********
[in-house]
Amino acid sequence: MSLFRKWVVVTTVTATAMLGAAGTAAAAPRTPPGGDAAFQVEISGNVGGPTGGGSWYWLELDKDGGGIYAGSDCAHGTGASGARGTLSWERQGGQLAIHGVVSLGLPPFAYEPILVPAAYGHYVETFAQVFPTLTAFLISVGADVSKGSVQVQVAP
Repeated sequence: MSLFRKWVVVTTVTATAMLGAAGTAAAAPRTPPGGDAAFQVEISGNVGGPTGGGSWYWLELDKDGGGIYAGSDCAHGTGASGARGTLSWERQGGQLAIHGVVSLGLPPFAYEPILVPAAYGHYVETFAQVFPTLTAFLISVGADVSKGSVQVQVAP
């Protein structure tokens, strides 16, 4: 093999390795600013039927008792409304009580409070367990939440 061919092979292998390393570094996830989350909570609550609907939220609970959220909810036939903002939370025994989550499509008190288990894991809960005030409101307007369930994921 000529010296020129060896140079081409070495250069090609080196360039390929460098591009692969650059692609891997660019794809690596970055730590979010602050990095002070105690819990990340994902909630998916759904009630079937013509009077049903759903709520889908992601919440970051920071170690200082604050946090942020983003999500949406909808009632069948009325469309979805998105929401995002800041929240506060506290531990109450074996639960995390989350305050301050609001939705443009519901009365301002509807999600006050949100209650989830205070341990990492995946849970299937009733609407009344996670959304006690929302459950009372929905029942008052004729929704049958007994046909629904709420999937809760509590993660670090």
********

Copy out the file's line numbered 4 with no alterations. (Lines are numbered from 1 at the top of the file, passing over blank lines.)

């Protein structure tokens, strides 16, 4: 093999390795600013039927008792409304009580409070367990939440 061919092979292998390393570094996830989350909570609550609907939220609970959220909810036939903002939370025994989550499509008190288990894991809960005030409101307007369930994921 000529010296020129060896140079081409070495250069090609080196360039390929460098591009692969650059692609891997660019794809690596970055730590979010602050990095002070105690819990990340994902909630998916759904009630079937013509009077049903759903709520889908992601919440970051920071170690200082604050946090942020983003999500949406909808009632069948009325469309979805998105929401995002800041929240506060506290531990109450074996639960995390989350305050301050609001939705443009519901009365301002509807999600006050949100209650989830205070341990990492995946849970299937009733609407009344996670959304006690929302459950009372929905029942008052004729929704049958007994046909629904709420999937809760509590993660670090």